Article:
The following is the third post in a series of three on recent SEC enforcement. The full report can be accessed here. A note of caution to the readers: the SEC does not share enforcement data. All three posts are based on a database of SEC enforcement actions I have put together along with several research assistants, covering the period between 2007 and 2017. The data was collected by hand, and reviewed at least once. Entries were compared with SEC releases and reports, but the chance of error remains.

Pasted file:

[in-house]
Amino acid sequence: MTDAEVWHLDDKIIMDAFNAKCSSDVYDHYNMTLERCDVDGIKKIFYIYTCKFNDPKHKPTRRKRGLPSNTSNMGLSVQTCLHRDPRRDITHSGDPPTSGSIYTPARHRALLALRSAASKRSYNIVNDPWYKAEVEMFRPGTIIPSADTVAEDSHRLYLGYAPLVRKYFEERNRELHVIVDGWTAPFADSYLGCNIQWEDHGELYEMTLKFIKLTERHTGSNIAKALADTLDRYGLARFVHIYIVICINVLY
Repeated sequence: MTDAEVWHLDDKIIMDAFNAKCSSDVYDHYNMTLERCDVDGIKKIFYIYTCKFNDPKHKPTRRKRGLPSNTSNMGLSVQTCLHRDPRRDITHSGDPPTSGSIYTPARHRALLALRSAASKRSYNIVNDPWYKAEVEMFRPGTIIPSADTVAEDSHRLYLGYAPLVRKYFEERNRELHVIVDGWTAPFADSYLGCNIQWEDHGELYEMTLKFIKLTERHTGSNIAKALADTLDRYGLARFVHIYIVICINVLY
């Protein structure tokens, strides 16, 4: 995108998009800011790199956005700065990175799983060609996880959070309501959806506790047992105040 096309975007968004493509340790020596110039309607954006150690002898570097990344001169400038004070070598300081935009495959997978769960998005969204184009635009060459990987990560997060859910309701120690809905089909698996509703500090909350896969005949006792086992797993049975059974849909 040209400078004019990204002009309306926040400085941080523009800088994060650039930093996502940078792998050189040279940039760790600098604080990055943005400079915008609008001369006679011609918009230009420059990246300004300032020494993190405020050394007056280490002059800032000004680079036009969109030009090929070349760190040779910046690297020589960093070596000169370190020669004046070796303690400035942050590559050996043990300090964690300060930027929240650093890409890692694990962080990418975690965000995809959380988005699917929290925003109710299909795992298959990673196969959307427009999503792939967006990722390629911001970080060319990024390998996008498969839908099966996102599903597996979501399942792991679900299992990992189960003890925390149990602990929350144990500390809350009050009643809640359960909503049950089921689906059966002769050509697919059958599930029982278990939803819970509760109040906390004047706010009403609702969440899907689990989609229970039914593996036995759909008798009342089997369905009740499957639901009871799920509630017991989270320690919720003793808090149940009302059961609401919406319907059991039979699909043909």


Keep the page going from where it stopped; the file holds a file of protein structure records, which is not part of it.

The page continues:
The Dodd-Frank Act authorized the SEC to bring almost any enforcement action in an administrative proceeding. Before Dodd-Frank, the SEC could secure civil fines against registered broker-dealers and investment advisers in administrative proceedings, but had to sue in court non-registered firms and individuals, including public companies and executives charged with accounting fraud, as well as traders charged with insider trading violations. After the Dodd-Frank amendment, save for a few remedies that can only be obtained in court, the SEC can choose the forum in which it prosecutes enforcement actions. Continue reading